Clay Shaw: American businessman (1913 - 1974)
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Clay Shaw
American businessman

Clay Shaw

Clay Shaw
The basics

Quick Facts

Intro American businessman
Was Businessperson Entrepreneur
From United States of America
Field Business
Gender male
Birth 17 March 1913, Kentwood, USA
Death 15 August 1974, New Orleans, USA (aged 61 years)
Star sign Pisces
Bronze Star Medal  
knight of the order of the Crown  
Legionnaire of Legion of Merit  
The details (from wikipedia)


Clay LaVerne Shaw (March 17, 1913 – August 15, 1974) was a businessman in New Orleans, Louisiana. He was the only person prosecuted in connection with the assassination of President John F. Kennedy, and was acquitted.


Shaw, a native of Kentwood, Louisiana, was the son of Glaris Lenora Shaw, a United States Marshal, and Alice Shaw. His grandfather had been the sheriff of Tangipahoa Parish. When he was five, Shaw's family moved to New Orleans, where he eventually attended Warren Easton High School.

Shaw served as an officer in the United States Army during World War II. He served as secretary to the General Staff and later served in Europe. He was decorated by three nations: the United States with the Legion of Merit and Bronze Star, by France with the Croix de Guerre and named Chevalier de l'Ordre du Merite, and by Belgium named Chevalier of the Order of the Crown of Belgium. Shaw was honorably discharged from the United States Army as a major in 1946.

After World War II Shaw helped start the International Trade Mart in New Orleans which facilitated the sales of both domestic and imported goods. He was known locally for his efforts to preserve buildings in New Orleans' historic French Quarter.

Shaw was also a published playwright. The best-known of his works, Submerged (1929), was co-authored with H. Stuart Cottman when both were still high-school students.

Arrest and trial

New Orleans District Attorney Jim Garrison prosecuted Clay Shaw on the charge that Shaw and a group of activists, including David Ferrie and Guy Banister, were involved in a conspiracy with elements of the Central Intelligence Agency (CIA) in the John F. Kennedy assassination. Garrison arrested Shaw on March 1, 1967. Garrison believed that Shaw was the man named as "Clay Bertrand" in the Warren Commission Report. Garrison said that Shaw used the alias Clay Bertrand in New Orleans' gay society.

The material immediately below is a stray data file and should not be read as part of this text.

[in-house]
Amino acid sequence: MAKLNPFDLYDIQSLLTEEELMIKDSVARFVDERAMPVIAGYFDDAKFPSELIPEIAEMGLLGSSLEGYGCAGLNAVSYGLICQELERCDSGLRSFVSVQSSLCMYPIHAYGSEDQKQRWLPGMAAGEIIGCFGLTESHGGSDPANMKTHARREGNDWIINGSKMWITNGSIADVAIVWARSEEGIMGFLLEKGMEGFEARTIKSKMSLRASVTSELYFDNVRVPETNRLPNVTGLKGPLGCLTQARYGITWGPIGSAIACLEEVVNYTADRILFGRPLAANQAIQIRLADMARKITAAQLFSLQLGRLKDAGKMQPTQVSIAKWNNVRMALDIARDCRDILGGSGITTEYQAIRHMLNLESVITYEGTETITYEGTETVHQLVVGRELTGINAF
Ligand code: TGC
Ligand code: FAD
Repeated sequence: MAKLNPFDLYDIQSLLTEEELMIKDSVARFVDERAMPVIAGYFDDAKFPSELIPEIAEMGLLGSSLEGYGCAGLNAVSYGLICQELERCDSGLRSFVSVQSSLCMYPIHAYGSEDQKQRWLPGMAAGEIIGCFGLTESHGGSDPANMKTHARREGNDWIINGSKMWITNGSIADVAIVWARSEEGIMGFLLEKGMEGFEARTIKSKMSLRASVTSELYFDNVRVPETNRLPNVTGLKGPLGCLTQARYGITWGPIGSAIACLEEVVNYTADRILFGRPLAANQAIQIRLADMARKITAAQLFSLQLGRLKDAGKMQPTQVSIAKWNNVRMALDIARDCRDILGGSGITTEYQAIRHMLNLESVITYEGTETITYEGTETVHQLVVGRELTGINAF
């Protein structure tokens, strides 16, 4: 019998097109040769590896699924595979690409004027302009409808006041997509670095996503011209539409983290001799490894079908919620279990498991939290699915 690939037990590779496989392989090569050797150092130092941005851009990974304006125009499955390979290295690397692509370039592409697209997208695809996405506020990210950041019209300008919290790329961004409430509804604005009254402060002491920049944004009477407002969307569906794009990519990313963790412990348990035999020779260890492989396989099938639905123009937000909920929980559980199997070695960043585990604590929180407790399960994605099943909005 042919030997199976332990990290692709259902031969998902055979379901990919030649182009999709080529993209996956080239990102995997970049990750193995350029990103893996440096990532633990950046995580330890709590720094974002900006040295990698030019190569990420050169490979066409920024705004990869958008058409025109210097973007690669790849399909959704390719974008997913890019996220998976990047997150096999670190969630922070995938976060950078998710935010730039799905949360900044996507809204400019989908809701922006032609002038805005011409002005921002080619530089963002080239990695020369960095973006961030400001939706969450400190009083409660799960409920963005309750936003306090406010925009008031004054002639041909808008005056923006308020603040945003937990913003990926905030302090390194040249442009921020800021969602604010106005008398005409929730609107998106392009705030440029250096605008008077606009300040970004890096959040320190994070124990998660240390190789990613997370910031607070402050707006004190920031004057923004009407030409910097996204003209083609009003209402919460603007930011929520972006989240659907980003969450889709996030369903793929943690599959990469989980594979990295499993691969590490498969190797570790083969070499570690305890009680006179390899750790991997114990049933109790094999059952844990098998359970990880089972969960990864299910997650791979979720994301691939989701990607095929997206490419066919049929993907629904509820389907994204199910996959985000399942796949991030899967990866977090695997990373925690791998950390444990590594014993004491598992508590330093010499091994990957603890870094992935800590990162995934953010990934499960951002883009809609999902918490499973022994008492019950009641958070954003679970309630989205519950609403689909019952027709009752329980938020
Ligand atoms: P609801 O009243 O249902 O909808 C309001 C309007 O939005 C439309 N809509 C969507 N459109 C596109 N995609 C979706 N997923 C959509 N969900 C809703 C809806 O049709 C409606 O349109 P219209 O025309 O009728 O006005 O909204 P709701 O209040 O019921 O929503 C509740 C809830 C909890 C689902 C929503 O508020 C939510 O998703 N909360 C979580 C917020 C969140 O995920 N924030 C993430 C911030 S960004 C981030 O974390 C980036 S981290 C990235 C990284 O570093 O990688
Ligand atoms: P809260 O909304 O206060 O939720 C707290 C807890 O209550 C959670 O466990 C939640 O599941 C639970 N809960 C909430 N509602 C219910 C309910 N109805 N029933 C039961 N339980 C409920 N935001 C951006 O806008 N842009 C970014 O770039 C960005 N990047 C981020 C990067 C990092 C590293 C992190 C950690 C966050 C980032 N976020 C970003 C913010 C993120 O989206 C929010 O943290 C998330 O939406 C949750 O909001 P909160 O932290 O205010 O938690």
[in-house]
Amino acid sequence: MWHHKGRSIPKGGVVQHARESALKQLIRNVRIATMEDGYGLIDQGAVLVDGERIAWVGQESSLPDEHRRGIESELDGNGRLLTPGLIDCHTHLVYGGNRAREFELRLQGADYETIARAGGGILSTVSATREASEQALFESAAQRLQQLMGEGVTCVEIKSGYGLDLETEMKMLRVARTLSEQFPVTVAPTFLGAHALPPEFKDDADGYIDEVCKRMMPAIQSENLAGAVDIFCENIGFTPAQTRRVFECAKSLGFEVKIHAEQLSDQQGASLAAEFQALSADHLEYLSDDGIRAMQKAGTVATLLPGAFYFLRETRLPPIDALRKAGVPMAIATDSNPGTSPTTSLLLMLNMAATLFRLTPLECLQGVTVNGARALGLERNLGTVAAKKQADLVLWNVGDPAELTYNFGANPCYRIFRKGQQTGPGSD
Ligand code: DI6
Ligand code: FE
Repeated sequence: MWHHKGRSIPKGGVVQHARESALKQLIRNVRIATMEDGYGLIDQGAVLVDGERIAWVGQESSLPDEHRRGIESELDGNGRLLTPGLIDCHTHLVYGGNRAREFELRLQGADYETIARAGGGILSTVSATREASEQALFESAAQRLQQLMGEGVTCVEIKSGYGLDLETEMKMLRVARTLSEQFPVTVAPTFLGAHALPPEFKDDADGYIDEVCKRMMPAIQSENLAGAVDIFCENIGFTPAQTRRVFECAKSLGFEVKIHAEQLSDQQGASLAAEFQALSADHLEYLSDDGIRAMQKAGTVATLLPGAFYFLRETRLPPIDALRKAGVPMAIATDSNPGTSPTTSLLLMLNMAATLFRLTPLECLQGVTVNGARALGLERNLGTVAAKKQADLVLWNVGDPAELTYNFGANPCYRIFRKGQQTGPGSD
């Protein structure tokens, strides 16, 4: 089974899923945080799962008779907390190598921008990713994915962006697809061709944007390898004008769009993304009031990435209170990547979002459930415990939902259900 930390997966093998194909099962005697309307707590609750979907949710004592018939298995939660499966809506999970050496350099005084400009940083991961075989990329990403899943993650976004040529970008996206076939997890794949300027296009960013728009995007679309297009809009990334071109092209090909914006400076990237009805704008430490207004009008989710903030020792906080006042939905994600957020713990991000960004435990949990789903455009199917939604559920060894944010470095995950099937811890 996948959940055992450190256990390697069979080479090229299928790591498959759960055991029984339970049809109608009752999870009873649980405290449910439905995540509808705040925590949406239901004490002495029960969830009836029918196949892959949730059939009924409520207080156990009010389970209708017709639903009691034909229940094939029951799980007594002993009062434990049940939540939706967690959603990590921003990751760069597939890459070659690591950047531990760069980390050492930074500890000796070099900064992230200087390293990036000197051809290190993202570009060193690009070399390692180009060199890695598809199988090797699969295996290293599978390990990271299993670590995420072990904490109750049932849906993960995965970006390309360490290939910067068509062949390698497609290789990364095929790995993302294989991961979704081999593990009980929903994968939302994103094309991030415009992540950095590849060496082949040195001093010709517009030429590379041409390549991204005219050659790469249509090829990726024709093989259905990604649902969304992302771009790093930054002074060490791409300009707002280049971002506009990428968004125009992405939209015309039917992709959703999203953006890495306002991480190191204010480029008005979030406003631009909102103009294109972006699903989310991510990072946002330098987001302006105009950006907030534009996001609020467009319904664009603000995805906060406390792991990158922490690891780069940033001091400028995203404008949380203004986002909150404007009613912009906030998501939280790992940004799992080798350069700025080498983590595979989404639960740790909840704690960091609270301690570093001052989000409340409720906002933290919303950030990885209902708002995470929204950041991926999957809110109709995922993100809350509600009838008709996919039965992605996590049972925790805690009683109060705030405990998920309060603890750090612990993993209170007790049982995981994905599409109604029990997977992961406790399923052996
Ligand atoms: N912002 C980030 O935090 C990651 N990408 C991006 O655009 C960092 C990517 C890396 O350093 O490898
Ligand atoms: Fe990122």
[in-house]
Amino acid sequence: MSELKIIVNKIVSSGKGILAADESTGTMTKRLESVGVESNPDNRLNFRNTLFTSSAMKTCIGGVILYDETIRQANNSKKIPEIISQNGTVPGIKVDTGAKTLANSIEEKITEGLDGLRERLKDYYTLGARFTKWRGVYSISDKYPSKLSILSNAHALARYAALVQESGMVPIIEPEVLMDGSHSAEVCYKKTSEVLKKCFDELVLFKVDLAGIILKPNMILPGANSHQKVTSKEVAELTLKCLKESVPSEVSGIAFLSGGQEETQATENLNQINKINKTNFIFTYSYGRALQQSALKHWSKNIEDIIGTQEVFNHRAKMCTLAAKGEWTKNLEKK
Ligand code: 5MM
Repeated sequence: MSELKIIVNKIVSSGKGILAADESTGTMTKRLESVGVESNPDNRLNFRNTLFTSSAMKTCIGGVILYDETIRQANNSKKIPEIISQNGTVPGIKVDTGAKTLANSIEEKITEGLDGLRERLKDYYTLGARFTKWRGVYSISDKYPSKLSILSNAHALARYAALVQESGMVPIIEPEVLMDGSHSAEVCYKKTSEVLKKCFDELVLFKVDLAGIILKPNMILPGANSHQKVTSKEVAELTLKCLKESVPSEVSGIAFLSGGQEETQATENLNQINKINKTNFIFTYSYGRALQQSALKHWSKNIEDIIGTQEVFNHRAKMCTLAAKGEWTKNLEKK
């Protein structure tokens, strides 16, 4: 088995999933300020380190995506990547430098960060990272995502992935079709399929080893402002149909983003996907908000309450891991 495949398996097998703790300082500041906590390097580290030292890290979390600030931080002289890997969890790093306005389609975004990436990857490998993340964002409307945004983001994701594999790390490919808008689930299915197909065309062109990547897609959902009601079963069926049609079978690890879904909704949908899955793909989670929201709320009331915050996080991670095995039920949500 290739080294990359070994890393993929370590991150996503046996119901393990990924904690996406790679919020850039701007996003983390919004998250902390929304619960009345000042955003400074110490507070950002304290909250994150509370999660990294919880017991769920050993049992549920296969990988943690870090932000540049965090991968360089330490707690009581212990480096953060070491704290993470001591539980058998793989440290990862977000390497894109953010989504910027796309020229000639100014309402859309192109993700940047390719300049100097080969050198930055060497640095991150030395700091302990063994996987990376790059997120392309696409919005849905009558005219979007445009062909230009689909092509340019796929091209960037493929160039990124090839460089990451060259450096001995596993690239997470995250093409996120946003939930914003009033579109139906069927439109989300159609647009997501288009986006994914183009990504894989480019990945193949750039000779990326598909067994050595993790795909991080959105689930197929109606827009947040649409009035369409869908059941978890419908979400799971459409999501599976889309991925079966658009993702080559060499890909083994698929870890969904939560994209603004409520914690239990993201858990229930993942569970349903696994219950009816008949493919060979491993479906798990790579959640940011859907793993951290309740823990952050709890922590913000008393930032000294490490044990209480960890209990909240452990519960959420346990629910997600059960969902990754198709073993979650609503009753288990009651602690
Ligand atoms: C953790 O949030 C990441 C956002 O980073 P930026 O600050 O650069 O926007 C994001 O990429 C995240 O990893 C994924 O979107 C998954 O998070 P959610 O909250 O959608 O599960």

During the trial, which took place in January–February 1969, Garrison called insurance salesman Perry Russo as his main witness. Russo testified that he had attended a party at the apartment of anti-Castro activist David Ferrie. At the party, Russo said that Lee Harvey Oswald (who Russo said was introduced to him as "Leon Oswald"), David Ferrie, and "Clay Bertrand" (who Russo identified in the courtroom as Shaw) had discussed killing Kennedy. The conversation included plans for the "triangulation of crossfire" and alibis for the participants.

Critics of Garrison argue that his own records indicate that Russo's story had evolved over time. A key source was the "Sciambra Memo", which recorded Assistant D.A. Andrew Sciambra's first interview with Russo. The memo does not mention an "assassination party", and says that Russo met with Shaw on two occasions, neither of which occurred at the party.

On March 1, 1969, Shaw was found not guilty on all charges after the jury deliberated for less than one hour. Despite his acquittal, Shaw's reputation and public image never fully recovered.


A heavy smoker most of his life, Clay Shaw died on August 15, 1974(1974-08-15) (aged 61) about 12:40 AM at his residence at 1022 St. Peter Street. The death certificate was signed by Dr. Hugh M. Batson, with the cause of death listed as metastatic lung cancer. Shaw was buried in Woodland Cemetery in Kentwood, Louisiana.

At the time of his death, Shaw was engaged in a $5 million lawsuit against Garrison and members of an organization, Truth and Consequences Inc., that financed Garrison's investigation. As Shaw had no surviving relatives, the United States Supreme Court dismissed the suit in 1978.

Later disclosures

  • In 1979, Richard Helms, former Director of the CIA, testified under oath that Shaw had been a part-time contact of the Domestic Contact Service of the CIA, where Shaw volunteered information from his travels abroad, mostly to Latin America.
  • In 1996, the CIA revealed that Shaw had obtained a "five Agency" clearance in 1949.


Tommy Lee Jones portrayed Shaw in Oliver Stone's 1991 film JFK. He was nominated for the Academy Award for Best Supporting Actor for the role.

The contents of this page are sourced from Wikipedia article on 09 Apr 2020. The contents are available under the CC BY-SA 4.0 license.
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